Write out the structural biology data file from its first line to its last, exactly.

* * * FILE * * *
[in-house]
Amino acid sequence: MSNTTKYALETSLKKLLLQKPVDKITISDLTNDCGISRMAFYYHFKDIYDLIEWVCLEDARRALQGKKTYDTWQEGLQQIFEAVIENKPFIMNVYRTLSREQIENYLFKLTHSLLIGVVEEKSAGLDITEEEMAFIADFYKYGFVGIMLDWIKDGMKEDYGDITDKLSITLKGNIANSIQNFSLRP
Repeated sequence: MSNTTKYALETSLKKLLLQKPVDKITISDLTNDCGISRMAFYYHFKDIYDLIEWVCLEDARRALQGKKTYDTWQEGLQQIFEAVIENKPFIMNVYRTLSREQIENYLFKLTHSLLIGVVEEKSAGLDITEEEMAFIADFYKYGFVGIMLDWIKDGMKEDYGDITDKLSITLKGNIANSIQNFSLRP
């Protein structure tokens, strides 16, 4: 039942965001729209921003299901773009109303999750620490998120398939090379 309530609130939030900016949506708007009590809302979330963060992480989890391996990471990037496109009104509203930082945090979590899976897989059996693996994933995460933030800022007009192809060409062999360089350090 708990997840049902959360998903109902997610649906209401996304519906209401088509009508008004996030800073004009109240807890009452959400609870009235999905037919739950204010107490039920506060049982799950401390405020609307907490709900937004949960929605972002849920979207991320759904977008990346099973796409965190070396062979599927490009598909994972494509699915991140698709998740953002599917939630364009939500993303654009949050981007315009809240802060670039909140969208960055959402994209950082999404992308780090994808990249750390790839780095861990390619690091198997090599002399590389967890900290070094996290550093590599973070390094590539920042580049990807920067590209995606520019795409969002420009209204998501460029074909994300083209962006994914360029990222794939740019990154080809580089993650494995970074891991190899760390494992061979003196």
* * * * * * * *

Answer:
[in-house]
Amino acid sequence: MSNTTKYALETSLKKLLLQKPVDKITISDLTNDCGISRMAFYYHFKDIYDLIEWVCLEDARRALQGKKTYDTWQEGLQQIFEAVIENKPFIMNVYRTLSREQIENYLFKLTHSLLIGVVEEKSAGLDITEEEMAFIADFYKYGFVGIMLDWIKDGMKEDYGDITDKLSITLKGNIANSIQNFSLRP
Repeated sequence: MSNTTKYALETSLKKLLLQKPVDKITISDLTNDCGISRMAFYYHFKDIYDLIEWVCLEDARRALQGKKTYDTWQEGLQQIFEAVIENKPFIMNVYRTLSREQIENYLFKLTHSLLIGVVEEKSAGLDITEEEMAFIADFYKYGFVGIMLDWIKDGMKEDYGDITDKLSITLKGNIANSIQNFSLRP
């Protein structure tokens, strides 16, 4: 039942965001729209921003299901773009109303999750620490998120398939090379 309530609130939030900016949506708007009590809302979330963060992480989890391996990471990037496109009104509203930082945090979590899976897989059996693996994933995460933030800022007009192809060409062999360089350090 708990997840049902959360998903109902997610649906209401996304519906209401088509009508008004996030800073004009109240807890009452959400609870009235999905037919739950204010107490039920506060049982799950401390405020609307907490709900937004949960929605972002849920979207991320759904977008990346099973796409965190070396062979599927490009598909994972494509699915991140698709998740953002599917939630364009939500993303654009949050981007315009809240802060670039909140969208960055959402994209950082999404992308780090994808990249750390790839780095861990390619690091198997090599002399590389967890900290070094996290550093590599973070390094590539920042580049990807920067590209995606520019795409969002420009209204998501460029074909994300083209962006994914360029990222794939740019990154080809580089993650494995970074891991190899760390494992061979003196």